Friday, March 14, 2008

And Now: Back to Topic. Comparatives

Comparatives in English have taken a beating over the last few decades. You probably remember comparatives from school: big, bigger, biggest; small, smaller, smallest. Nowadays, however, even in print, it seems as though anything goes.
We've seen in print lately:

  • ...more angry...

  • ...littler...

  • ...less small...

In honor of all our beloved English teachers, who have had a lot to bear from the entropy of English in the last few decades, here's a list of some common comparatives.

  • good, better, best (not "more good" or "gooder"; exception: "Put that money where it will do the most good." This isn't really a comparison at all, but could be confused for one.)

  • angry, angrier, angriest

  • little, smaller, smallest (or tinier, tiniest; never "littler, littlest;" exception: when the person speaking in dialogue is either uneducated or a child; and you won't want to use it in prose or narrative.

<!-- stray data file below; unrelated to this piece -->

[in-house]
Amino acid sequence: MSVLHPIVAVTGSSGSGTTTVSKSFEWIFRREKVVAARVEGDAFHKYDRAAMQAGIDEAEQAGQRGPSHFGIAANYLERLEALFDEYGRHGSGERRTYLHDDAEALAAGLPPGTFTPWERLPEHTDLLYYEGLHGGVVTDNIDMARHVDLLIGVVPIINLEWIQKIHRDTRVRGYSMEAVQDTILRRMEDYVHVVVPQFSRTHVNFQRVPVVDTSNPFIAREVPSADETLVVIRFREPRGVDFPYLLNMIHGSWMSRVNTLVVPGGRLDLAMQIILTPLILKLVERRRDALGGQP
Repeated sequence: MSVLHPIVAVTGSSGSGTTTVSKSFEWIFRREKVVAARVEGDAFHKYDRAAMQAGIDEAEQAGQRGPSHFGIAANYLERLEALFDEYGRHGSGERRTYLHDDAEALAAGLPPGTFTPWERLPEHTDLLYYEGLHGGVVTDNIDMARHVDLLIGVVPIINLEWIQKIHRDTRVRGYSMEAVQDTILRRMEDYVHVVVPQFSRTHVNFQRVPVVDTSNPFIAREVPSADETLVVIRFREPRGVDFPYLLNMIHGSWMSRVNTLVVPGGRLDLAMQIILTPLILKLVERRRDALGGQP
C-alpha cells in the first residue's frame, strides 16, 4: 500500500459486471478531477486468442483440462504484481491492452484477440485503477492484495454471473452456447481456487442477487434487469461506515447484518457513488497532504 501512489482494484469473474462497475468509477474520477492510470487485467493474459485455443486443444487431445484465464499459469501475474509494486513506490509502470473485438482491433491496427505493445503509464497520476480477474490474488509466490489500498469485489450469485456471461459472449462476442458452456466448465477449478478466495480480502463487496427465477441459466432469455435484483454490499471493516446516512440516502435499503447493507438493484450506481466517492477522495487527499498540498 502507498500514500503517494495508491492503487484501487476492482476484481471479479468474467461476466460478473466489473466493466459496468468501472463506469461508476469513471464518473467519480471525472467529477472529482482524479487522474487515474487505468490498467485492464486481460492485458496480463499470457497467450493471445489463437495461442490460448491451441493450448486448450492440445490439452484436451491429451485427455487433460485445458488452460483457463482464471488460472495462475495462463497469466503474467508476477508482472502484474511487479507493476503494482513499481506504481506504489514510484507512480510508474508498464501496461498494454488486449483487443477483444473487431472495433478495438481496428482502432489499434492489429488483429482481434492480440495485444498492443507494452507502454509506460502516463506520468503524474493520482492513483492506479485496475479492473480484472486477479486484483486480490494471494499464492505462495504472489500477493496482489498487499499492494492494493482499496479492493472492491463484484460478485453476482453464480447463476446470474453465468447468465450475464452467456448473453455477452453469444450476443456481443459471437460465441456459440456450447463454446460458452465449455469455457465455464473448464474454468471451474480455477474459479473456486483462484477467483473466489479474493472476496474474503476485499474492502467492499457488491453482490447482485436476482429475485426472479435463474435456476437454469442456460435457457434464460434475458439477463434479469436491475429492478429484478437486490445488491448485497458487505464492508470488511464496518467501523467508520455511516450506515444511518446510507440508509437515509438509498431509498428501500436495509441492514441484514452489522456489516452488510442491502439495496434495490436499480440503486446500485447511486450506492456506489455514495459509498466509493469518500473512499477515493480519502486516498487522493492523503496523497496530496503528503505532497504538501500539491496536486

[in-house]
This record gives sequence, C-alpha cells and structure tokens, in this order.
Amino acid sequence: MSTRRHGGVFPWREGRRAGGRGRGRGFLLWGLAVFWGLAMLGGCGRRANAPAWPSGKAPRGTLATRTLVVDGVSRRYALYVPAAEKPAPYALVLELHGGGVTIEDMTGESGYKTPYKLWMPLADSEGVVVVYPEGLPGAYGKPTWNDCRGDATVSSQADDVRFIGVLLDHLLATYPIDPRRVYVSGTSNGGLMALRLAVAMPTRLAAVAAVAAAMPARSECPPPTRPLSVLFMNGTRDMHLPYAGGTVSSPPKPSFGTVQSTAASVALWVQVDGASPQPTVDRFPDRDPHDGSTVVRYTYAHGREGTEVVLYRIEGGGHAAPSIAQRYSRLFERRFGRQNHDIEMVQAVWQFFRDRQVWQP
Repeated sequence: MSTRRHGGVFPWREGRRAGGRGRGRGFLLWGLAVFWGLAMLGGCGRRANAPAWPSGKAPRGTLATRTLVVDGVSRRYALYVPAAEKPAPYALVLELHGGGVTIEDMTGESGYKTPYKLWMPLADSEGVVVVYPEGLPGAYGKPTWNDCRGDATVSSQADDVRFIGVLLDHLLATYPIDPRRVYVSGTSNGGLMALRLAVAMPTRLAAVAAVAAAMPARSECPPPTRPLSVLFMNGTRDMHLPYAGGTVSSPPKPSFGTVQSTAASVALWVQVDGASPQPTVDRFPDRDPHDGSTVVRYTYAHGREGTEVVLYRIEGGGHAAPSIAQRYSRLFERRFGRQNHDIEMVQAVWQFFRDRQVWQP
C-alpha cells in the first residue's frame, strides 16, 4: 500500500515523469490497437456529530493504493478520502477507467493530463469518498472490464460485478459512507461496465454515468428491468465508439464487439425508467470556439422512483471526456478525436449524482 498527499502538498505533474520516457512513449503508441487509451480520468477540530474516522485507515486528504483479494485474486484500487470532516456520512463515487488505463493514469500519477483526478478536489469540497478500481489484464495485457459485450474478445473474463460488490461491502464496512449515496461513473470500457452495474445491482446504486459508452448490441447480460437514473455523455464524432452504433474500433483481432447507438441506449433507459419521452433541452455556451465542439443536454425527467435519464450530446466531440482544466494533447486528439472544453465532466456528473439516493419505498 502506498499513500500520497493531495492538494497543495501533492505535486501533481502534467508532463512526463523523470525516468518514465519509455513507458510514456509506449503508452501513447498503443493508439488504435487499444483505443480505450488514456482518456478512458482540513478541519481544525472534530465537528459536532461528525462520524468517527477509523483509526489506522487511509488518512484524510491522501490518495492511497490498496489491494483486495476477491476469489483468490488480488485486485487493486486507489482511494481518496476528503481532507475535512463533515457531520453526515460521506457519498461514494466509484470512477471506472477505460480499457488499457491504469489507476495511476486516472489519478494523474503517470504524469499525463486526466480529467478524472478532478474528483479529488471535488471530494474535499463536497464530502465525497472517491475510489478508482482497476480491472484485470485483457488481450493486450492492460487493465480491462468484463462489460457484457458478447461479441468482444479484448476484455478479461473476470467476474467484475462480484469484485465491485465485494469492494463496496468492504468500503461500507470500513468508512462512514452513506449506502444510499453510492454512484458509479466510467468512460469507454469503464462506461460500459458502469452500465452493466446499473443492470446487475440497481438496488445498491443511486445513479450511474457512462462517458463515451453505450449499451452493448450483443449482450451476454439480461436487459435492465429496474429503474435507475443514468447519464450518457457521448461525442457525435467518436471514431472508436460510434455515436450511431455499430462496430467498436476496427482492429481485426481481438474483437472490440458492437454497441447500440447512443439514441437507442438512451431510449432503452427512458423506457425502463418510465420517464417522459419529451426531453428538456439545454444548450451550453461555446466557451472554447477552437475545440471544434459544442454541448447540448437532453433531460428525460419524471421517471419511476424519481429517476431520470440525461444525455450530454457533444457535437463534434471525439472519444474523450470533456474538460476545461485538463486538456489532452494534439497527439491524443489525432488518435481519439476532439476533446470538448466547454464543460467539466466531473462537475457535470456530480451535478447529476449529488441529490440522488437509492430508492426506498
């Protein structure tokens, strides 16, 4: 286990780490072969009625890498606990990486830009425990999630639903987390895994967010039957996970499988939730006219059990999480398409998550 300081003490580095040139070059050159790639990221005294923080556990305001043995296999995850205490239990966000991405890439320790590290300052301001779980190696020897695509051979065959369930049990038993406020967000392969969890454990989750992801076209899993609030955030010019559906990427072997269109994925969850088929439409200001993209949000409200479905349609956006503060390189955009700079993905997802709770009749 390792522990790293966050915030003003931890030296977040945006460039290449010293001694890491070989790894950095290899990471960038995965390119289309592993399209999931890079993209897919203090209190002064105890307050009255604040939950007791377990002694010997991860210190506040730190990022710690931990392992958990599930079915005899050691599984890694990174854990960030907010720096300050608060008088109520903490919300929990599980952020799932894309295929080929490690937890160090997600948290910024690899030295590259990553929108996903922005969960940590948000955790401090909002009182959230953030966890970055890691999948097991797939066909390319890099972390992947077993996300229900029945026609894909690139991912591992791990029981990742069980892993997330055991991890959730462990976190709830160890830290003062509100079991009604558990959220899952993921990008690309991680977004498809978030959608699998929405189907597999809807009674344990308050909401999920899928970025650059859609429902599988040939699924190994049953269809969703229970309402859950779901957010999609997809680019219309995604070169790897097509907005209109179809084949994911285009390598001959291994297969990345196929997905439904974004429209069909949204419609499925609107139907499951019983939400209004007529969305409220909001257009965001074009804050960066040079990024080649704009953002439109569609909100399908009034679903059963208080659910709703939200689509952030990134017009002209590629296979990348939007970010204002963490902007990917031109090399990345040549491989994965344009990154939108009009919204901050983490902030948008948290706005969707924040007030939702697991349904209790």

• tired, tireder, tiredest

  • fast, faster, fastest

  • slow, slower, slowest

  • nitpicking, more nitpicking, most nitpicking (yep, applies to me and grammar, and, see, there are times when "more" and "most" are used with an adjective! More examples include "monumental," "phenomenal," "fabulous," etc.)

  • able, abler, ablest (yes, really; the antonyms are "less able" and "least able")

If you have any questions about a particular comparative not listed here, please feel free to inquire!

1 comment:

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